Court dismisses Terminal Operators application to stay execution
A FEDERAL High Court, Lagos has dismissed the stay of execution application filed by the Seaports Terminal Operators Association of Nigeria (STOAN), on the judgment declaring that they had no right to increase port charges.
Terminal operators had appealed for stay of execution and had gone to the Court of Appeal to challenge the judgment.
Justice Ibrahim Buba, yesterday dismissed the application for stay of execution, saying that there was no evidence to show that the judgement given earlier was executed at all.
“For there to be stay of execution, the judgement must have been seen to have been executed, there was no evidence to that effect, therefore the aplication for stay cannot subsist; its hereby dismissed,” Buba held.
He, however, granted the interlocutory application filed by NigerianShippers Councul (NSC), compelling STOAN to comply with the judgment earlier given.
He said that interlocutory injunction were meant to protect legal rights.
However, the counsel who represented STOAN, Mr. Dayola Johnson had earlier told the court that there was a record of appeal before the court quashing the jurisdiction of the court to continue hearing the case.
Buba said that the affidavit of records which was filed by STOAN, was filed on March 18, after court had adjourned to rule on the application for stay of execution.
He therefore held that all pending application should go to the court of appeal.
Justice Buba had on December 17, 2014 in a judgment, annulled illegal port charges and ordered shipping companies to refund billions of naira collected since 2006 from shippers (importers and exporters).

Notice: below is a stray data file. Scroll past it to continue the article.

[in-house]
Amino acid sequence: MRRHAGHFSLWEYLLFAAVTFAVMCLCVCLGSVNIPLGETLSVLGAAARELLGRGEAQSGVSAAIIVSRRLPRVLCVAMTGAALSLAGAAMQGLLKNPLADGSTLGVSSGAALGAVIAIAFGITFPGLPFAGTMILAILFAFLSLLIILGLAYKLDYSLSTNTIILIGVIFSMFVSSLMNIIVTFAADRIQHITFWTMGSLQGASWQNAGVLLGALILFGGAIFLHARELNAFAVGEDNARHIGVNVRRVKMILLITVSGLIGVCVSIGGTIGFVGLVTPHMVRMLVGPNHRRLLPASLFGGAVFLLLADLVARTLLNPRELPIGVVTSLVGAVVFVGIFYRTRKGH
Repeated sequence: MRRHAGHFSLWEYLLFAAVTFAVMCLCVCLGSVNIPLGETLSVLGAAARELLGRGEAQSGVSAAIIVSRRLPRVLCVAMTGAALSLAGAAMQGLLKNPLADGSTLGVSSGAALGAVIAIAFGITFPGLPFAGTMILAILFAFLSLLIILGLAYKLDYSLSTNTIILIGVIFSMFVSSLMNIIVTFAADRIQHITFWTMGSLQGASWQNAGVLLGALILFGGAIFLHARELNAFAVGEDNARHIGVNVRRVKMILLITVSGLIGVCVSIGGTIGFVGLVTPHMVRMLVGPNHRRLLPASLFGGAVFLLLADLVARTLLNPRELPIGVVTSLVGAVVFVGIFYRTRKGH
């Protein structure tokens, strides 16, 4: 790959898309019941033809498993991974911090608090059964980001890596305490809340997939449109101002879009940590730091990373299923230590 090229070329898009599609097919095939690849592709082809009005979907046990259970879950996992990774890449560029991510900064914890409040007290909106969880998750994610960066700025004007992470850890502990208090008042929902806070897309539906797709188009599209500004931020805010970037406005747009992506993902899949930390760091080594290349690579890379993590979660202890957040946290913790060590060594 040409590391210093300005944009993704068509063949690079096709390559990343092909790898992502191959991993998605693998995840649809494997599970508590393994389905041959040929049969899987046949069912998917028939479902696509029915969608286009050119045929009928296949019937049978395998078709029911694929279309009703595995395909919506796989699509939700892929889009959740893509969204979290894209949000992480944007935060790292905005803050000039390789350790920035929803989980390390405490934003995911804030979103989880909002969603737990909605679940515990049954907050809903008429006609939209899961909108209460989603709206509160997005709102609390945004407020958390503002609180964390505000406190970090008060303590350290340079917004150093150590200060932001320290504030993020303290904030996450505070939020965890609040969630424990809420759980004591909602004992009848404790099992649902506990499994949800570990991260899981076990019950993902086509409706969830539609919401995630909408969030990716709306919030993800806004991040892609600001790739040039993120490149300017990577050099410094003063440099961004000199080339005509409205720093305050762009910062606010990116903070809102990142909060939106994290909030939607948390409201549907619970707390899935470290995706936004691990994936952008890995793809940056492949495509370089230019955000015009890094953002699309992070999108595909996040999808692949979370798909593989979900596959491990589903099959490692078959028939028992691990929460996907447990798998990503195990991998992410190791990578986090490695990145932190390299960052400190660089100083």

The Judge affirmed in his judgement, the appointment of the NSC as the Economic Regulator of the ports and dismissed the claims of shipping companies and the terminal operators.
Buba further held that the Shipping Line Agency Charges (SLAC) levied and collected from Nigerian shippers by the shipping companies since 2006 was illegal.
He ordered that the shipping companies should account and pay to Nigerian shippers all monies or fees charged and collected since 2006 as SLAC from shippers or users of shipping and port-related services from 2006 to date.
The Court dismissed the claims of the shipping companies and the terminal operators and granted the Counter claims of the NSC.
Pursuant to the appointment of the NSC as the Economic Regulator of the Nigerian ports by the Federal Government in February 2014, the council issued notices to both the shipping companies and terminal operators to reverse all illegal charges levied on Nigerian shippers. Dissatisfied, the shipping companies and the terminal operators, mostl
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